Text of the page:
Back in August, Ohio declared a water emergency, leaving 500,000 residents without clean water. The cause of this unfortunate event was an algae bloom in Lake Erie, the primary source of Ohio’s water. Water officials in Toledo discovered the existence of microcystin in the water supply, a toxic substance created by algae that causes nausea and liver damage. Officials believe this was caused by excess of fertilizer runoff from farms, lawns, septic systems, and livestock pens, containing the hazardous chemical, phosphorous.
Algae blooms are not new to Ohio. In fact, they were fairly common between the 1960s and 1980s. Now, after a 20-year hiatus, the blooms are returning with a vengeance. While there is no one reason for the recent increase in phosphorous levels in Lake Erie, one of the major causes is likely the increased rainfall Ohio experienced last spring.
The danger doesn’t end with microcystin, the reason for the ban. The blue-green algae discovered in Lake Erie is also capable of creating a variety of cyanotoxins that, among other things, can cause damage to the nervous system. Additionally, the environment suffers due to the amount of oxygen consumed by the dangerous algae, killing plant life and animals essential to preserving a balanced ecosystem.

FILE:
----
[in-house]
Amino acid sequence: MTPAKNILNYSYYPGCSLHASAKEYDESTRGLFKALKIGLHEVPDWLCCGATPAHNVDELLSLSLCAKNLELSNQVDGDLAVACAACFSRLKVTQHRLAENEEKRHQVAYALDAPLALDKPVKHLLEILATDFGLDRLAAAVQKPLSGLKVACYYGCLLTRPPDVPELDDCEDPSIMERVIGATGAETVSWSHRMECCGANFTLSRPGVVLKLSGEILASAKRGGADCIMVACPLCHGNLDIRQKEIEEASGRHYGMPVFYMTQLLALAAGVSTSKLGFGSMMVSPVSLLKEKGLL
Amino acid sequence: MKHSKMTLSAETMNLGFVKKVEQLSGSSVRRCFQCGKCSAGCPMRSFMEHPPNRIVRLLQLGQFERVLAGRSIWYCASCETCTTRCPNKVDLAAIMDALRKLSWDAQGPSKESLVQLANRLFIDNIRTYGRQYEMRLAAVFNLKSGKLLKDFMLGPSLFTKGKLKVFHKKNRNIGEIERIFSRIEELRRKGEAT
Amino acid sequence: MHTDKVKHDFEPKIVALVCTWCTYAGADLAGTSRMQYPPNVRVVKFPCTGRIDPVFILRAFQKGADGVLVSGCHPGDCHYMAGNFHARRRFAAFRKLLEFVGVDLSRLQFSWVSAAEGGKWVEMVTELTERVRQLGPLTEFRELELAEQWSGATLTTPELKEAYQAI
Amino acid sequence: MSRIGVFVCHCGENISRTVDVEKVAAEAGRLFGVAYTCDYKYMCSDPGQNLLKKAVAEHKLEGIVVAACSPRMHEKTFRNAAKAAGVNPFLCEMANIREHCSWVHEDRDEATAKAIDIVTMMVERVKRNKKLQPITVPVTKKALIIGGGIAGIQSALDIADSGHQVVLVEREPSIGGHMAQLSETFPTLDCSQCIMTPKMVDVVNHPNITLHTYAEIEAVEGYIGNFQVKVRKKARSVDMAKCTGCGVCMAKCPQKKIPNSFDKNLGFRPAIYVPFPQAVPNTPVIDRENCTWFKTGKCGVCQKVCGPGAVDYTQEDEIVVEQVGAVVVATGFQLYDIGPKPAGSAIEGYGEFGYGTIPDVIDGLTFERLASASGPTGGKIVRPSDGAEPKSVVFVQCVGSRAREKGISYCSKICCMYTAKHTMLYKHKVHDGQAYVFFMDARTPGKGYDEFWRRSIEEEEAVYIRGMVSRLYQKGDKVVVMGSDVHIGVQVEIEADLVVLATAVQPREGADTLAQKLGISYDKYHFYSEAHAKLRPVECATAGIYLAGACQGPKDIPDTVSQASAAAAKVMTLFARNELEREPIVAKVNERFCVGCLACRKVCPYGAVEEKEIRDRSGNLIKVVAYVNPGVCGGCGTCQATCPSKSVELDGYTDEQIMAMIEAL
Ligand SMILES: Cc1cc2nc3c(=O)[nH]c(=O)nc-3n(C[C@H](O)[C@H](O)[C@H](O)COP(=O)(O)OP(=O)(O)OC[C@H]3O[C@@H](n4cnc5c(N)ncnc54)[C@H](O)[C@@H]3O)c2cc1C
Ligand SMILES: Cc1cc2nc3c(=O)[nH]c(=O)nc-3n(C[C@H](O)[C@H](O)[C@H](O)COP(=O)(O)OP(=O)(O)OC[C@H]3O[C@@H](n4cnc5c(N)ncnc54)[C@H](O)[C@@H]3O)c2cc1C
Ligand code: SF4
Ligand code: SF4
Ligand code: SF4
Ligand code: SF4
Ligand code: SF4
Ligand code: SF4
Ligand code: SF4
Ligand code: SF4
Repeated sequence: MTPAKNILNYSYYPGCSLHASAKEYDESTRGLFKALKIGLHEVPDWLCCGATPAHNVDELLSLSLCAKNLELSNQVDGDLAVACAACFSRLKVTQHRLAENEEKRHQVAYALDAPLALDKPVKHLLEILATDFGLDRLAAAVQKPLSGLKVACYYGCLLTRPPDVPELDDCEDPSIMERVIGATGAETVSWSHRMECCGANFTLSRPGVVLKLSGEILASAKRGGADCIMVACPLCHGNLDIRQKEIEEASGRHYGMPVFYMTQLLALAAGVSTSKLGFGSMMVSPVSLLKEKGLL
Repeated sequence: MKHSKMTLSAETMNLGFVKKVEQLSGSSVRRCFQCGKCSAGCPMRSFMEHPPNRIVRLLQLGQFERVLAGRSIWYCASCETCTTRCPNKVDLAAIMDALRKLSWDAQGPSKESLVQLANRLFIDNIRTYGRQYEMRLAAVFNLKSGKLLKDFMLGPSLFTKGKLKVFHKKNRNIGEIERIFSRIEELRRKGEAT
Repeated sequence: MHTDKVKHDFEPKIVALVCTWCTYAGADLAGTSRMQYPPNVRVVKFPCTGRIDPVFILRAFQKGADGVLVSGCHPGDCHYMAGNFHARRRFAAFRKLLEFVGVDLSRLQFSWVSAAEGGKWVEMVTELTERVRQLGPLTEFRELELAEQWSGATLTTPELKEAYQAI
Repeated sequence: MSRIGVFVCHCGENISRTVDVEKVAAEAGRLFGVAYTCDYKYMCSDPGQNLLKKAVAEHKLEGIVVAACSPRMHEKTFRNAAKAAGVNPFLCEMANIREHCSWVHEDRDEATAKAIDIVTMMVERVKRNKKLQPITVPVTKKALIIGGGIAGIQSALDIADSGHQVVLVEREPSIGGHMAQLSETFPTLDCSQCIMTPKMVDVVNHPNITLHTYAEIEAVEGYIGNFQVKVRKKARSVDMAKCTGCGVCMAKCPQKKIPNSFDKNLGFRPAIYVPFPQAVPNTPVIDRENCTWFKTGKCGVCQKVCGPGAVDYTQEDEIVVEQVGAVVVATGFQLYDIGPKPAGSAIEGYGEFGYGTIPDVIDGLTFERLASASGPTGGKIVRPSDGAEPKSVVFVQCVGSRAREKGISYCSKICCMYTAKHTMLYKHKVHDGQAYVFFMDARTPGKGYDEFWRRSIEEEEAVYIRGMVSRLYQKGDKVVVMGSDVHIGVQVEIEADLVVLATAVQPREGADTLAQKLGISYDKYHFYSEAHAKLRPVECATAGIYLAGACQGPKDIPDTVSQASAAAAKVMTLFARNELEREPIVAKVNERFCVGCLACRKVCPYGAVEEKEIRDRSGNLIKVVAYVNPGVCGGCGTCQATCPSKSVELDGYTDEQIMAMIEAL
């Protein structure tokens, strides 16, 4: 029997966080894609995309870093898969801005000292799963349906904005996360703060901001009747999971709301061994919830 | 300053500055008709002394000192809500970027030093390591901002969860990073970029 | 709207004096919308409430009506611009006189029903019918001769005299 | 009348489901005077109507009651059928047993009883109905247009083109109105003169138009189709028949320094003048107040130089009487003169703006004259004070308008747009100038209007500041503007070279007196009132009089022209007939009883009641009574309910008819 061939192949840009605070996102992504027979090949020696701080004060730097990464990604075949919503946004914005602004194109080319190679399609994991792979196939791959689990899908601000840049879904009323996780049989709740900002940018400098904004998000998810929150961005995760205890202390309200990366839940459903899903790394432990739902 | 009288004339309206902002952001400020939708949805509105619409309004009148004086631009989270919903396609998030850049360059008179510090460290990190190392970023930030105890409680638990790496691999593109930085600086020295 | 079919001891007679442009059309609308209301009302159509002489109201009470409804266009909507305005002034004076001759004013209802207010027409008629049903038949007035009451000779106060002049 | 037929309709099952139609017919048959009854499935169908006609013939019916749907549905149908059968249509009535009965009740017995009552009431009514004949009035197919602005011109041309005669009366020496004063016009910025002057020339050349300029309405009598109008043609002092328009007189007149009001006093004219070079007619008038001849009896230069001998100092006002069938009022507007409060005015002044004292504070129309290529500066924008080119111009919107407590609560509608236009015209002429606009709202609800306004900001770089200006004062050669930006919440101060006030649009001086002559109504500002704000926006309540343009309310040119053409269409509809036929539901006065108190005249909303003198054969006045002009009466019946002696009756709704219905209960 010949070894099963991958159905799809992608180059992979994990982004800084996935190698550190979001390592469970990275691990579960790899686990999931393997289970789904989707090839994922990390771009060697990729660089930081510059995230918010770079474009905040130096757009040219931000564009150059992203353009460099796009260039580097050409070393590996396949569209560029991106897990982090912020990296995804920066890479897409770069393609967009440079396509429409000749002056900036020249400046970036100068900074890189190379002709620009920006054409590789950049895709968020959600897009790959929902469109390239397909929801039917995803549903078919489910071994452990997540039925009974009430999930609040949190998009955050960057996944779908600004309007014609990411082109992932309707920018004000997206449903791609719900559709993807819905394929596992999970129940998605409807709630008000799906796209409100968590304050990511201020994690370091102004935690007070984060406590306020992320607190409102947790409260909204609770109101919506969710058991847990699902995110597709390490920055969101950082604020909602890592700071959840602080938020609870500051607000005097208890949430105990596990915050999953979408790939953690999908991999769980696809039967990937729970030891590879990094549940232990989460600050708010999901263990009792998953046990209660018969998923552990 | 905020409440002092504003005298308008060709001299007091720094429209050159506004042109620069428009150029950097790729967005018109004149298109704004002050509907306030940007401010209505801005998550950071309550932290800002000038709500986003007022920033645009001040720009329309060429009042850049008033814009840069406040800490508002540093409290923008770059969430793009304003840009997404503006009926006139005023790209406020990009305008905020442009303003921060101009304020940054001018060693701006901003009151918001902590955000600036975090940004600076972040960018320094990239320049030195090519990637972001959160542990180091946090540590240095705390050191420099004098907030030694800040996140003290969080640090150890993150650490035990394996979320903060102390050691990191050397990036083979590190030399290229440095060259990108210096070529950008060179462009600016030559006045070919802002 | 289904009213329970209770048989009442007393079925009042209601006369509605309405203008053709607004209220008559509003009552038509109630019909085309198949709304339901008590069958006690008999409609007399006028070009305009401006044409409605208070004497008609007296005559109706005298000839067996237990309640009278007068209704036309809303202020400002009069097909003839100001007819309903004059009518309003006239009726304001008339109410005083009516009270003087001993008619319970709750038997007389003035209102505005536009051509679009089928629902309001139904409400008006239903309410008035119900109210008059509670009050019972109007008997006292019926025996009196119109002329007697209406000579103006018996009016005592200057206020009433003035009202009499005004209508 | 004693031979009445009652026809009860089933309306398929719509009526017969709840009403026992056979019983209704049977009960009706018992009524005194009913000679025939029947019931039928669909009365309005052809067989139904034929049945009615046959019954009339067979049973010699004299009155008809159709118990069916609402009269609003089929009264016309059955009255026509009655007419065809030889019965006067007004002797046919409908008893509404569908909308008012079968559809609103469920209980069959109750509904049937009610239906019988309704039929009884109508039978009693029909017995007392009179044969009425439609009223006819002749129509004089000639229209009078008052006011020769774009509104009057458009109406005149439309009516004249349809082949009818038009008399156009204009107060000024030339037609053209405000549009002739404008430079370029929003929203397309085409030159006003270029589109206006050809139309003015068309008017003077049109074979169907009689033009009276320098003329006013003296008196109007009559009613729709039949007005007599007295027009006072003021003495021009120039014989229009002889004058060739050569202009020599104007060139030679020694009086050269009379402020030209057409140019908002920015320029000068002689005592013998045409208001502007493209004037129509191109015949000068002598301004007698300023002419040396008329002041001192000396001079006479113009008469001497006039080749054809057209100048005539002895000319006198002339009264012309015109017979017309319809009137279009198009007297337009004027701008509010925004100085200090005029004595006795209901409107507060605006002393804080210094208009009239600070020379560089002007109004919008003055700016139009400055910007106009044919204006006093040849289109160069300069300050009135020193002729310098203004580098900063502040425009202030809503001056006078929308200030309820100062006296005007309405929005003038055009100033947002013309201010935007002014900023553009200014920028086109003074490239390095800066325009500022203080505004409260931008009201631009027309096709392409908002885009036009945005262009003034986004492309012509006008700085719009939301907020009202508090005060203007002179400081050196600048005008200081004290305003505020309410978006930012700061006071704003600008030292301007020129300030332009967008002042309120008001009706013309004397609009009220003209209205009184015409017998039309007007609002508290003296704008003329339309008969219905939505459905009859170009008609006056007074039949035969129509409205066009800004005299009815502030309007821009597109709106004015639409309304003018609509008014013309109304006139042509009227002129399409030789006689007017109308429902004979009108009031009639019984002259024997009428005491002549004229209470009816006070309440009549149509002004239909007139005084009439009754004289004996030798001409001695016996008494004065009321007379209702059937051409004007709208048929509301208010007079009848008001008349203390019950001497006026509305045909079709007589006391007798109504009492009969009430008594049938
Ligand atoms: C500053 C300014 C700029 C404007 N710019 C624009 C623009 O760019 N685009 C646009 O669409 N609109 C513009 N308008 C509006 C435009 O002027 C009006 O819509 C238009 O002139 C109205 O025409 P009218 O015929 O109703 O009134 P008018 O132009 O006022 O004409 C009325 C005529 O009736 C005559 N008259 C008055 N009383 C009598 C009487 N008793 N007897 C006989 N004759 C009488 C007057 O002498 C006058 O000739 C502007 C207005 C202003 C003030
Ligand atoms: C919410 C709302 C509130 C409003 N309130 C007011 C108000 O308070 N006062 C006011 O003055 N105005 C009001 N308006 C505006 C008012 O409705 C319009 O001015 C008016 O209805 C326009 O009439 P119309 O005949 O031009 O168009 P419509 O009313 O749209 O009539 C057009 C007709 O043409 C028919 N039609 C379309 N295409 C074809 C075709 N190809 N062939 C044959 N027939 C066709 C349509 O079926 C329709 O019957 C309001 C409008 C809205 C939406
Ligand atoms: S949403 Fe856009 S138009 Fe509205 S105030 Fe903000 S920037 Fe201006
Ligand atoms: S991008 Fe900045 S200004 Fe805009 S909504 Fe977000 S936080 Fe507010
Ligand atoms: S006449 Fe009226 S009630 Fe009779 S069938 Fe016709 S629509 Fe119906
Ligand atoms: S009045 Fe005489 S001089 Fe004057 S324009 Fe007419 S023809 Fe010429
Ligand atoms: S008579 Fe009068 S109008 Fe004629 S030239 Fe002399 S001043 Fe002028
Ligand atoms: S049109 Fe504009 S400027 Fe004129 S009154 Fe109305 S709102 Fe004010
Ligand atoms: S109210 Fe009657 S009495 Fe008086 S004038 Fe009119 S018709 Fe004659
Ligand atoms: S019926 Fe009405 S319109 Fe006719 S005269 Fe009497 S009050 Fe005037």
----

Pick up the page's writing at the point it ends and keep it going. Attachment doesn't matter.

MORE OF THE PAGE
According to the Environmental Protection Agency (EPA), cyanotoxins are extremely difficult to detect and remove from the water supply. With levels as high as they were this last August, officials recommended not drinking the water even if it had been boiled.
Studies have shown that home water filtration systems can provide additional protection from cyanotoxins, as well as a host of other potentially dangerous chemicals that are often found in the water supply1.
For more information about the chemicals that are frequently found in Ohio’s water supply, check out our last blog post, “What is in Your Water?”
Don’t take any chances with your drinking water. Contact Ohio Valley Pure Water today, and learn how you can protect yourself.